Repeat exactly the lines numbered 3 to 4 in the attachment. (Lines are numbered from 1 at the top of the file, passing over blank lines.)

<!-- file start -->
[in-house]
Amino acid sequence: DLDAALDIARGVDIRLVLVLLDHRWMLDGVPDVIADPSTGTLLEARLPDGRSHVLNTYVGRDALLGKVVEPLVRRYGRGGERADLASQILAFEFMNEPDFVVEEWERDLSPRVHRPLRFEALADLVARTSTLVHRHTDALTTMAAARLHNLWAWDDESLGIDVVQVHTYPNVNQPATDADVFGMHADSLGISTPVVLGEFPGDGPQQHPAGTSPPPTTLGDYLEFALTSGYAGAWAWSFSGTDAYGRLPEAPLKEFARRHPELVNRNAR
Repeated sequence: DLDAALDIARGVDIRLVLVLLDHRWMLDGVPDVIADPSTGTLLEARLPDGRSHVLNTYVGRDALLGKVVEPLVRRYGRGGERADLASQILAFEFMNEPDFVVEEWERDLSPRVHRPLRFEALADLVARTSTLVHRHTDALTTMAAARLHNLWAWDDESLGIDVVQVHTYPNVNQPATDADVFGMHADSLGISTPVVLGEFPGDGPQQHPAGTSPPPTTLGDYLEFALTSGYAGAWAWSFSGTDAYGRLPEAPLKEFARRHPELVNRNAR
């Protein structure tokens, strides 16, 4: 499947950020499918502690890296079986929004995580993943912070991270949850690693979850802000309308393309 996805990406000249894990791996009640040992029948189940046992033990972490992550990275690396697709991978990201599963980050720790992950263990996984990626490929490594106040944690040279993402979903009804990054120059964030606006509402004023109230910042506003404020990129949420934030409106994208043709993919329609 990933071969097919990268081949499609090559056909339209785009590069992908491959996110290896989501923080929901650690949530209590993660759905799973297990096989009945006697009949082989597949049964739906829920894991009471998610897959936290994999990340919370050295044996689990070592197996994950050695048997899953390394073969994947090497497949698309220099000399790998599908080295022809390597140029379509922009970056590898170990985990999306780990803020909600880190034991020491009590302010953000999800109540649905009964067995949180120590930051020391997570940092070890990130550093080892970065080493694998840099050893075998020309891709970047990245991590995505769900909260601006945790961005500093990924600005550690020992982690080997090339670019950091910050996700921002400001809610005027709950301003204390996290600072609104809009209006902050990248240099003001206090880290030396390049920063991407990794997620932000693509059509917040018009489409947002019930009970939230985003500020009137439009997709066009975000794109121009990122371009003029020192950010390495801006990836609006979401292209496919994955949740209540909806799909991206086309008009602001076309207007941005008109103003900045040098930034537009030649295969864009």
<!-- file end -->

Repeated sequence: DLDAALDIARGVDIRLVLVLLDHRWMLDGVPDVIADPSTGTLLEARLPDGRSHVLNTYVGRDALLGKVVEPLVRRYGRGGERADLASQILAFEFMNEPDFVVEEWERDLSPRVHRPLRFEALADLVARTSTLVHRHTDALTTMAAARLHNLWAWDDESLGIDVVQVHTYPNVNQPATDADVFGMHADSLGISTPVVLGEFPGDGPQQHPAGTSPPPTTLGDYLEFALTSGYAGAWAWSFSGTDAYGRLPEAPLKEFARRHPELVNRNAR
């Protein structure tokens, strides 16, 4: 499947950020499918502690890296079986929004995580993943912070991270949850690693979850802000309308393309 996805990406000249894990791996009640040992029948189940046992033990972490992550990275690396697709991978990201599963980050720790992950263990996984990626490929490594106040944690040279993402979903009804990054120059964030606006509402004023109230910042506003404020990129949420934030409106994208043709993919329609 990933071969097919990268081949499609090559056909339209785009590069992908491959996110290896989501923080929901650690949530209590993660759905799973297990096989009945006697009949082989597949049964739906829920894991009471998610897959936290994999990340919370050295044996689990070592197996994950050695048997899953390394073969994947090497497949698309220099000399790998599908080295022809390597140029379509922009970056590898170990985990999306780990803020909600880190034991020491009590302010953000999800109540649905009964067995949180120590930051020391997570940092070890990130550093080892970065080493694998840099050893075998020309891709970047990245991590995505769900909260601006945790961005500093990924600005550690020992982690080997090339670019950091910050996700921002400001809610005027709950301003204390996290600072609104809009209006902050990248240099003001206090880290030396390049920063991407990794997620932000693509059509917040018009489409947002019930009970939230985003500020009137439009997709066009975000794109121009990122371009003029020192950010390495801006990836609006979401292209496919994955949740209540909806799909991206086309008009602001076309207007941005008109103003900045040098930034537009030649295969864009």